Thursday, October 31, 2019

"Do We Live in a Multiverse?" (The Economist, 2015)


Here’s a short from 2015 from The Economist: “Do We Live in a Multiverse?



The video (9 min) presents the theories of MIT professor Max Tegmark.

Space continues to expand, so we can see about 42 billion light years right now from Hubble. 

There are four possible types of multiverse.

The first is simply that space keeps expanding wherever there is minimal gravity (or enough dark energy).

The second is that it breaks off into “pocket universes”, each of which can have its own laws of physics. We happen to live, according to the “anthropic principle”, in a universe where life can work.  It might be that the pocket universes all satisfy different expressions of string theory.

The third is one where universes are separated by time, and where reality may fork off into new universes, and that we personally might progress through them without realizing it.  (But that would imply any parallel universes would have to follow the same laws and constants in physics.) 
 
The last is simply the “mathematical multiverse”.

Wednesday, October 30, 2019

"Silicon-Based Alien Life"


The “What-If” and “Curiosity Stream” channel posit “What If Life Was Silicon-Based?

  
The video (5 min) suggests this may exist specifically on Titan, but then it says it would need to be deep within a planet’s crust where it is hot enough, so that could be any planet.

Silicon, it says, can form long polymers.  But oxygen converts it to rock (unlike the chemically similar carbon, its oxide is solid – sand).  More apt is that silicon, in our minds, is connected to robotics and artificial intelligence, which theoretically might house consciousness, which is more than just “autonomy” but means choosing one’s own goals (the “unbalanced personality” issue). Remember HAL (== IBM) in “2001: A Space Odyssey”?, Oct. 4, 2009)

My science fair project in 1960, for which I gave a talk in my own basement in my Science Honor Society Initiation on Dec. 9, 1960, was about silicon-based life. I had tried some sort of experiment replacing carbon with silicon and it had something to do with acetylene.

Tuesday, October 29, 2019

"The State of Denmark": Journeyman Pictures looks at the alt-right anti-immigration sentiment in one of Europe's most progressive countries


The State of Denmark: Understanding Denmark’s Growing Anti-Immigration Stance”, reported by Hamish MacDonald, from Journeyman Pictures, posted recently (28 min).
  

Hamish tours the country riding with a Turkish Muslim performer Ellie Jokar, and gradually uncovers the growing alt-right and anti-immigration sentiment in the country which has grown since 2014.
   
But some of it started back in 2005 with the Jyllands-Posten Cartoon Controversy

MacDonald interviews one woman who regrets the law not allowing her to wear a burqa in public.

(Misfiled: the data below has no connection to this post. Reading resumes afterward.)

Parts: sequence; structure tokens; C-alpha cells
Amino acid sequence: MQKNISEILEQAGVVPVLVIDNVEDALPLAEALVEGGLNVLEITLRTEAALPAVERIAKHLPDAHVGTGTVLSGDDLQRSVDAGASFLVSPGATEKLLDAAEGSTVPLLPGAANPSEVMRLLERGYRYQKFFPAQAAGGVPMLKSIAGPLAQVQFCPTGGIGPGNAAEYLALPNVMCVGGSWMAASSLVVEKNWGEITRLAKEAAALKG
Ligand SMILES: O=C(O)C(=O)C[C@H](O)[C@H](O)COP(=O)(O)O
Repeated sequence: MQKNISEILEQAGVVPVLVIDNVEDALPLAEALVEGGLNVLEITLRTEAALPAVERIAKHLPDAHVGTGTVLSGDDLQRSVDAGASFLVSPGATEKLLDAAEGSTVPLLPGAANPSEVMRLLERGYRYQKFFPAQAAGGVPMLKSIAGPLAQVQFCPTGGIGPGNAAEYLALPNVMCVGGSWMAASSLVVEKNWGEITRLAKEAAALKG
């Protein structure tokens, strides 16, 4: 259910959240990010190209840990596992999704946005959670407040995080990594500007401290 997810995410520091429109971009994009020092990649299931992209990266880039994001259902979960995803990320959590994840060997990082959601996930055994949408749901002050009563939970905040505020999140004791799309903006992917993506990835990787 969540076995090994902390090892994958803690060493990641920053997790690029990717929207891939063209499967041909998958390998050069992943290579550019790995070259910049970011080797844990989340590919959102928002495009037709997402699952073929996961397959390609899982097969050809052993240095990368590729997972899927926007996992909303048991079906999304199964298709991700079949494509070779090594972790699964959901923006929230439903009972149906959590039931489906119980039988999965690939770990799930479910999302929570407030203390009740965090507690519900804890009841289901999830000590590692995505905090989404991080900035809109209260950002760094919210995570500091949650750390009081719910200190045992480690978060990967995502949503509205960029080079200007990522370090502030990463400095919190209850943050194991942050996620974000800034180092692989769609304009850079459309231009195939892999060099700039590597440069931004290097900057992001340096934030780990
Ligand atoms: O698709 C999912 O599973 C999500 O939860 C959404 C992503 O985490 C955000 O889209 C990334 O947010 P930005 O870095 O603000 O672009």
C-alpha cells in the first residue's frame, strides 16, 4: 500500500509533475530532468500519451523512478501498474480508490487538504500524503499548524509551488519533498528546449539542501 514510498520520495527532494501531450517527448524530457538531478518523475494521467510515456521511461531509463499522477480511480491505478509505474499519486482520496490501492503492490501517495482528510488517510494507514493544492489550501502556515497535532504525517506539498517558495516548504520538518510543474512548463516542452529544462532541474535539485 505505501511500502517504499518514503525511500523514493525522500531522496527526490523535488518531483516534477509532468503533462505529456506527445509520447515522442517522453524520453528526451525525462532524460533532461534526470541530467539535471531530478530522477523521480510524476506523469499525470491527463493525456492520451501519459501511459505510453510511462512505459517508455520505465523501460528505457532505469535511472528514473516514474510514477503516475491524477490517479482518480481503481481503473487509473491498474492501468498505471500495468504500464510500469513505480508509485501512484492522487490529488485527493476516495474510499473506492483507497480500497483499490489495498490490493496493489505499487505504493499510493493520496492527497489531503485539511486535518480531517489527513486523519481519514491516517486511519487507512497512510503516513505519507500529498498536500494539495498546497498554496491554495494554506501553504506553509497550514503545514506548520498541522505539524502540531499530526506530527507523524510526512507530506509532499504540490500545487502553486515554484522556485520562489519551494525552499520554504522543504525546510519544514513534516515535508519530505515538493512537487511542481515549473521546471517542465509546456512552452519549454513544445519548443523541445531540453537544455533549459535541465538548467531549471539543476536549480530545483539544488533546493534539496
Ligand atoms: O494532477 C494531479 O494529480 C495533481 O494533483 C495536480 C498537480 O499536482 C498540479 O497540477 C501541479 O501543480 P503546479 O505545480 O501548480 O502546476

He also interviews a Turkish woman who owns a wedding planning business for Muslims.  She has been in the country for forty years and fears being asked to leave.

MacDonald views a religious shrine called Bluestone from 965AD as a Christian symbol.

He also interviews a couple of rather tribal, right-wing politicians including Rasmus Paludan, who remains unapologetic about ethnic pride and separatism.
 
O, Hamish, one thing, please lose the shorts. 
I spent one evening in Copenhagen in July 1972 on vacation and got a bit soused on one Heineken in the amusement park.
  
Wikipedia attribution:
By kallerna - Own work, CC BY-SA 4.0, Link

Monday, October 28, 2019

"How Would Anarchism Work in Real Life?"





NonCompete, the channel of “American Johnson”, has a three part series (total about 40 minutes), “How Would Anarchism Work in Real Life?”, created in August 2018. 

His political model is combining communitarianism with “anarchism”.

  
The second video talks about the “individual” and the third talks about the military and security.
  
I think his idea is related a bit to income sharing.  I have discussed Twin Oaks in Virginia, which I visited for one Saturday afternoon tour in April 2012.
  
He sees society as organized into communes, founded on the idea of localism. Each community would have about 150 people and people could exert direct democracy through Borda counts or even sortition (like jury duty).  The communes would confederate into larger units but almost all government would be local.

He talks about problems of the nation state as coercive and to his credit talks about the draft and Selective Service.
  
He thinks that most criminal behavior in poor people happen because they have no incentive to follow the rules and have nothing to lose. He thinks crime pretty much goes away if you eliminate inequality.  Is this Utopian thinking?   He seems dismissive of the idea of individual ego.